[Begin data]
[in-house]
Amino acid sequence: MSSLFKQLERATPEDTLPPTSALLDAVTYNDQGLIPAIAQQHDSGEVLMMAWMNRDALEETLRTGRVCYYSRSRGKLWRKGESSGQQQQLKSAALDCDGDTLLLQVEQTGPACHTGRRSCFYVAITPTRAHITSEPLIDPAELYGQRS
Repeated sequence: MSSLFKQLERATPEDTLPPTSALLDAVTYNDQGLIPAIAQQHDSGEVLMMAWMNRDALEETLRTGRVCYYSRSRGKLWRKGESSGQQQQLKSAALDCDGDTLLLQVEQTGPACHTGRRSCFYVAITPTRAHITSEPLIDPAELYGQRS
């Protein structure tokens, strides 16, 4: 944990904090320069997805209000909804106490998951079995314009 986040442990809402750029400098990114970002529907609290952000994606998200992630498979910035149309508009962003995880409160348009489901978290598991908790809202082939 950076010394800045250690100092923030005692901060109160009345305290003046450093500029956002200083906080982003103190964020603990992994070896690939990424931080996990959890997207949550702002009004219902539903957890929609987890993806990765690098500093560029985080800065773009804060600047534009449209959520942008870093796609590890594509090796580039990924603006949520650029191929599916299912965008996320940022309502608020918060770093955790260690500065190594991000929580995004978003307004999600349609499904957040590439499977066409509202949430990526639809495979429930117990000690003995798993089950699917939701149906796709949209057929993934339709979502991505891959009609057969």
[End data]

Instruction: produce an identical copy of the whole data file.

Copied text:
[in-house]
Amino acid sequence: MSSLFKQLERATPEDTLPPTSALLDAVTYNDQGLIPAIAQQHDSGEVLMMAWMNRDALEETLRTGRVCYYSRSRGKLWRKGESSGQQQQLKSAALDCDGDTLLLQVEQTGPACHTGRRSCFYVAITPTRAHITSEPLIDPAELYGQRS
Repeated sequence: MSSLFKQLERATPEDTLPPTSALLDAVTYNDQGLIPAIAQQHDSGEVLMMAWMNRDALEETLRTGRVCYYSRSRGKLWRKGESSGQQQQLKSAALDCDGDTLLLQVEQTGPACHTGRRSCFYVAITPTRAHITSEPLIDPAELYGQRS
């Protein structure tokens, strides 16, 4: 944990904090320069997805209000909804106490998951079995314009 986040442990809402750029400098990114970002529907609290952000994606998200992630498979910035149309508009962003995880409160348009489901978290598991908790809202082939 950076010394800045250690100092923030005692901060109160009345305290003046450093500029956002200083906080982003103190964020603990992994070896690939990424931080996990959890997207949550702002009004219902539903957890929609987890993806990765690098500093560029985080800065773009804060600047534009449209959520942008870093796609590890594509090796580039990924603006949520650029191929599916299912965008996320940022309502608020918060770093955790260690500065190594991000929580995004978003307004999600349609499904957040590439499977066409509202949430990526639809495979429930117990000690003995798993089950699917939701149906796709949209057929993934339709979502991505891959009609057969």